Date: Friday, May 8th, 2015, 07:27
Category: Apple Watch, Hardware, News, Uncategorized, Wearables
Apple picked a good heart rate sensor for the Apple Watch.
After a series of tests by Mac and iOS developer Brad Larson in which raw data was extracted from both devices, the heart rate sensor on the Apple Watch was determined to be nearly on par with the Mio Alpha, a popular dedicated heart rate sensor also worn on the wrist. The Alpha produced sharper peaks, which may suggest more filtering on the Watch, but in most cases the data produced was essentially equal.
The two wearables each use optical sensors that measure reflected light to gauge blood flow. Larson noted that the sensor on the Watch takes a reading every 5 seconds while in workout mode, slowing to once every 10 minutes while in regular use.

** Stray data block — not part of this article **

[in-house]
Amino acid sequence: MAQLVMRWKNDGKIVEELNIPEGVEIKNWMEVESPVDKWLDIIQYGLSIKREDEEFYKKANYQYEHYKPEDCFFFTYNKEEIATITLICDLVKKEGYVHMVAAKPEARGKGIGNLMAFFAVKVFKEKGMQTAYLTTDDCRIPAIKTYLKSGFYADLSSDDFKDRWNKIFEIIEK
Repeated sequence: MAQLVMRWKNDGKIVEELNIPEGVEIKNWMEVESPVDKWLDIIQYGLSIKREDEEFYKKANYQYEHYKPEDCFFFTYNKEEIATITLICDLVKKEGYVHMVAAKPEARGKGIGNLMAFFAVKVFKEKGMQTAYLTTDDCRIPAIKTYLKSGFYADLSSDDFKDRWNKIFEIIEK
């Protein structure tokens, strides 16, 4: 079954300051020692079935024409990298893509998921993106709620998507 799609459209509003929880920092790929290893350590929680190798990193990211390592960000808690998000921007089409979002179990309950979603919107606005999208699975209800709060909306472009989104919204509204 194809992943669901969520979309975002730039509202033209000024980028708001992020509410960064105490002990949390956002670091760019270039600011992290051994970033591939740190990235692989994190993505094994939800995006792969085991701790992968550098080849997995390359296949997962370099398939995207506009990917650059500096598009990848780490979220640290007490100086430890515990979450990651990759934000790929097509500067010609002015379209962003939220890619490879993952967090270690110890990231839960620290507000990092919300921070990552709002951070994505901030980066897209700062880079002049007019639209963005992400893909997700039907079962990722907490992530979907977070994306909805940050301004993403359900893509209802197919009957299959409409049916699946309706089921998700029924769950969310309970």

Apple recently encountered some controversy with the sensor when it confirmed that the Watch may not work properly for people with wrist tattoos, a consequence of using optical technology. The company changed a support page to state that the “ink, pattern, and saturation” of some tattoos can make it “difficult to get reliable readings.”
Some users have worked around this issue by disabling wrist detection, which relies on the heart rate sensor. Turning the feature off also disables Apple Pay, and tattooed people may have to buy a separate tracker to get an accurate heart rate.
Stay tuned for additional details as they become available.